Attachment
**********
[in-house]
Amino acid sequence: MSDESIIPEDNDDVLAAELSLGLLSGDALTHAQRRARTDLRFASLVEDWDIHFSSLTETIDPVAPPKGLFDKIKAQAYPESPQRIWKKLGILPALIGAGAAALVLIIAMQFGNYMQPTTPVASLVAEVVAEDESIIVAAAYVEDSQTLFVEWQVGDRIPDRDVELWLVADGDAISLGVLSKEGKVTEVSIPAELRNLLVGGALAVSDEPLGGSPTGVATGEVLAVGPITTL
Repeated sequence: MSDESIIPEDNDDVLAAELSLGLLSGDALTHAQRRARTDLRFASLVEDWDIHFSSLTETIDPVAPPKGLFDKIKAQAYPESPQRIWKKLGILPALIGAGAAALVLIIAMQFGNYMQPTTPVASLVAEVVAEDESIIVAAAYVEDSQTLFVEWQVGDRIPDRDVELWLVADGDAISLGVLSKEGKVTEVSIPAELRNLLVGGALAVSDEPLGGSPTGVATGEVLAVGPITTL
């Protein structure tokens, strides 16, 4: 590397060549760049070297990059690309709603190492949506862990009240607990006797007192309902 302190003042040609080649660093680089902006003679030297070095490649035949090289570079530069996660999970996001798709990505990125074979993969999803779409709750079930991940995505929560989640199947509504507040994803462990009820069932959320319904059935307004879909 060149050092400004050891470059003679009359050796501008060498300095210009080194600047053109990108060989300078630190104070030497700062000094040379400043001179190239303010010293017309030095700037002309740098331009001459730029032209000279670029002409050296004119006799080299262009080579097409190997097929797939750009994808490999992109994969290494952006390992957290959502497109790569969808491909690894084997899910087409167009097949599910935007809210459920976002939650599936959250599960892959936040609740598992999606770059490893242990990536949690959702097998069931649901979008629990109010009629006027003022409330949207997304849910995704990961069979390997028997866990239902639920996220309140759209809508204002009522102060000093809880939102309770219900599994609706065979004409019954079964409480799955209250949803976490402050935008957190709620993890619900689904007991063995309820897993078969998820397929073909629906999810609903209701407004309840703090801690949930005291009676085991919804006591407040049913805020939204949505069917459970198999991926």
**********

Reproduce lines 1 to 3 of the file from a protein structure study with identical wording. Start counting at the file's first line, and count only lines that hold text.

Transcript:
[in-house]
Amino acid sequence: MSDESIIPEDNDDVLAAELSLGLLSGDALTHAQRRARTDLRFASLVEDWDIHFSSLTETIDPVAPPKGLFDKIKAQAYPESPQRIWKKLGILPALIGAGAAALVLIIAMQFGNYMQPTTPVASLVAEVVAEDESIIVAAAYVEDSQTLFVEWQVGDRIPDRDVELWLVADGDAISLGVLSKEGKVTEVSIPAELRNLLVGGALAVSDEPLGGSPTGVATGEVLAVGPITTL
Repeated sequence: MSDESIIPEDNDDVLAAELSLGLLSGDALTHAQRRARTDLRFASLVEDWDIHFSSLTETIDPVAPPKGLFDKIKAQAYPESPQRIWKKLGILPALIGAGAAALVLIIAMQFGNYMQPTTPVASLVAEVVAEDESIIVAAAYVEDSQTLFVEWQVGDRIPDRDVELWLVADGDAISLGVLSKEGKVTEVSIPAELRNLLVGGALAVSDEPLGGSPTGVATGEVLAVGPITTL